Background: Accurate determination of plasma endotoxin concentration is critical for ex vivo and in vitro cellular and molecular studies of endotoxemia in horses. However, reports are conflicting with respect to anticoagulant, handling, and sample preparation.
Objective: The purpose of this study was to determine the effect of blood sample fraction and handling time on measurement of endotoxin concentration in horses.
Methods: Whole blood, anticoagulated with 3.8% (0.12 M) sodium citrate (9:1), was collected from 5 healthy horses. Whole blood (WB), platelet-rich plasma (PRP), and platelet-poor plasma (PPP) were spiked with endotoxin (2 EU/mL). Endotoxin-spiked WB samples were centrifuged immediately to generate PRP for measurement. Endotoxin concentration was subsequently measured by Limulus amebocyte assay at 0, 15, 30, 45, and 60 minutes. Assays were performed in triplicate and results were analyzed using Student's t-test, with significance set at P <.05.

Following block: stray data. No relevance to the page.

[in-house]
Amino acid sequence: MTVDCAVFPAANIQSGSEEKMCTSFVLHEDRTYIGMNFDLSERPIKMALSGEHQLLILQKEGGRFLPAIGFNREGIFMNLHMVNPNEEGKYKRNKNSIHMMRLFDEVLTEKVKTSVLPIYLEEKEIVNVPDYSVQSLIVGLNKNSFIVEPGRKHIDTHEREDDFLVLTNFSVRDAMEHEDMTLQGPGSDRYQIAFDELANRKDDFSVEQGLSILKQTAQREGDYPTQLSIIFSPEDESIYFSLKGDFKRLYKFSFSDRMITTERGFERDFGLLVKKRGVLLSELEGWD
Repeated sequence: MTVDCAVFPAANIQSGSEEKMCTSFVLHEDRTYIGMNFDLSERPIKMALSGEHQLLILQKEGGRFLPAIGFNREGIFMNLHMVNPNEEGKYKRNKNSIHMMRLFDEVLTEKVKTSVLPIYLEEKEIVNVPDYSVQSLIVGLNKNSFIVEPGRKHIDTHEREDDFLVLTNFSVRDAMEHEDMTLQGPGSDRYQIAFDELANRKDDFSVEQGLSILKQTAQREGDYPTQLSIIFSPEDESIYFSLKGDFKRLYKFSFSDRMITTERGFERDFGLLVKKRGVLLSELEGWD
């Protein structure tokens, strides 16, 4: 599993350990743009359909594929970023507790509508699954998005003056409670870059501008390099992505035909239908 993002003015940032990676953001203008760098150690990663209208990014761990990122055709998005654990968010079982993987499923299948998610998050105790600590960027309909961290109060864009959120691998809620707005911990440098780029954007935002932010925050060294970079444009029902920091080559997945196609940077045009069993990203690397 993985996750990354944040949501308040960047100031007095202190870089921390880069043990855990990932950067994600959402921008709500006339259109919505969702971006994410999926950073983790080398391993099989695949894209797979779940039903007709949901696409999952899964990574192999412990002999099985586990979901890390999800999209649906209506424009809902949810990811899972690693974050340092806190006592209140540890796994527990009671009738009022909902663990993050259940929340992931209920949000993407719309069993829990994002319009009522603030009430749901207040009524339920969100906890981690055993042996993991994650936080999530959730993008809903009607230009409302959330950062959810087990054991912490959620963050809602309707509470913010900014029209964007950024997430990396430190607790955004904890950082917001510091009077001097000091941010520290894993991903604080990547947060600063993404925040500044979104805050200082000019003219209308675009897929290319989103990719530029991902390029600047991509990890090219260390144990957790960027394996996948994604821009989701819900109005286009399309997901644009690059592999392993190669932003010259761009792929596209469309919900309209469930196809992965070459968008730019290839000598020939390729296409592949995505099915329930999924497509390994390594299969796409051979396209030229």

Results: Mean endotoxin concentrations in 2 EU/mL-spiked WB were significantly different from those in PPP at all time points tested. Recovery of endotoxin in PRP generated from WB was significantly diminished after just 15 minutes.
Conclusion: PRP generated from WB is significantly more reliable than PPP in determining endotoxin concentration ex vivo. Measurement of endotoxin in PRP generated from WB was significantly diminished after 15 min, identifying a time frame within which to process blood samples for endotoxin analysis.